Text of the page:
At the time when online Christmas shopping is at its peak, several vulnerabilities affecting Microsoft applications have been identified: two affecting Microsoft Word and the other affecting Windows Media Player. These flaws could allow malicious programs to be run on victims' computers to capture confidential information.
Luis Corrons, head of PandaLabs explains, "The existence of these vulnerabilities seriously compromises computer systems, as there is no solution available for them yet. This leaves the door open to the introduction of malicious codes in computers. This is one more example of the need to complement computer protection with proactive solutions."
Users of Panda Software security solutions are protected against any attempt to exploit the vulnerabilities above with its TruPrevent Technologies. These technologies prevent attackers from taking advantage of vulnerabilities, regardless of whether the code that they try to run on the target computer has been previously identified or not.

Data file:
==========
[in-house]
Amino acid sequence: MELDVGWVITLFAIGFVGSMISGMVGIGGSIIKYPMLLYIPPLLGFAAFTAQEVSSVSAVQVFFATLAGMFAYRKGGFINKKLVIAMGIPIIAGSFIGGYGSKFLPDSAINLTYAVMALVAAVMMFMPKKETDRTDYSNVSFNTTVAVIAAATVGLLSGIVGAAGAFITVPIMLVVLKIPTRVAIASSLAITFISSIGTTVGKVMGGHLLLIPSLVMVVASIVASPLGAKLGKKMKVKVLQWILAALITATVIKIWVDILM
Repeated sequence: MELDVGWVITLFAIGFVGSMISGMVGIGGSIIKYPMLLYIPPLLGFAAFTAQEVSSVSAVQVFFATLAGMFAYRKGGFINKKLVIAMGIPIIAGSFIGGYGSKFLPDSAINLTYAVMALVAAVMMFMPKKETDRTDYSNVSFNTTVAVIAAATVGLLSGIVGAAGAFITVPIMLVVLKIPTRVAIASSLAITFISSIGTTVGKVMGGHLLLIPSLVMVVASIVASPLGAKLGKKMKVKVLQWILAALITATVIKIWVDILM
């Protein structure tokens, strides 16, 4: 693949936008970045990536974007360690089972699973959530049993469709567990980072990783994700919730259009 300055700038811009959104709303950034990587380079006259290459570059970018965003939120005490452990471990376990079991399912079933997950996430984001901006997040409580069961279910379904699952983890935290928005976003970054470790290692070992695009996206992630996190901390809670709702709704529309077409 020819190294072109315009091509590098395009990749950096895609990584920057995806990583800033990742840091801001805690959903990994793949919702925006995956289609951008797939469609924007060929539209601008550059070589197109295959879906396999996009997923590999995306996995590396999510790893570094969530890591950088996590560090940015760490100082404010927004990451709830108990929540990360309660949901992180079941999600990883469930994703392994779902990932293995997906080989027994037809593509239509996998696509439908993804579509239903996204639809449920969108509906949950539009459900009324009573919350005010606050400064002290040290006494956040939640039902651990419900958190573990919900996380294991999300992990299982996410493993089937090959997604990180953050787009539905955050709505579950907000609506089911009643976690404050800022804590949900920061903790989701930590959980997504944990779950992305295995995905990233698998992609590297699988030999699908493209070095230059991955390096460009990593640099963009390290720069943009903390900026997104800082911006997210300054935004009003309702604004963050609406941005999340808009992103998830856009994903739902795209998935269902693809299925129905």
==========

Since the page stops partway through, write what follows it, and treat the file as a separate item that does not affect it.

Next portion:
Malware creators have recently turned to obtaining financial benefit, making it likely that these vulnerabilities will be exploited to install Trojans or bots that could compromise confidentiality of online transactions, such as Internet shopping, or visits to online banking services.
The first of the two Microsoft Word vulnerabilities could allow remote code execution by means of a specially crafted file, whereas the second flaw, still under investigation, could also be exploited through specially crafted files.
Versions affected by the first vulnerability are (according to Microsoft's advisory at http://www.microsoft.com/technet/security/advisory/929433.mspx): Microsoft Word 2000, 2002, 2003, 2004 for Mac and v. X for Mac. Apart from Microsoft Word, other programs such as Microsoft Word Viewer 2003 and Microsoft Works 2004, 2005, and 2006 are also affected.
The second flaw, reported at http://blogs.technet.com/msrc/archive/2006/12/10/new-report-of-a-word-zero- day.aspx, affects Word 2000, 2002, 2003 and Word Viewer 2003. Microsoft Word 2007 is not vulnerable. To avoid the action of exploits created for Word, Microsoft advises users not to open files from unfamiliar sources.
Finally, the Windows Media Player flaw, reported at http://research.eeye.com/html/alerts/zeroday/20061122.html, would allow arbitrary code to be run in Windows Media Player under certain circumstances and by means of a specially crafted ASX file.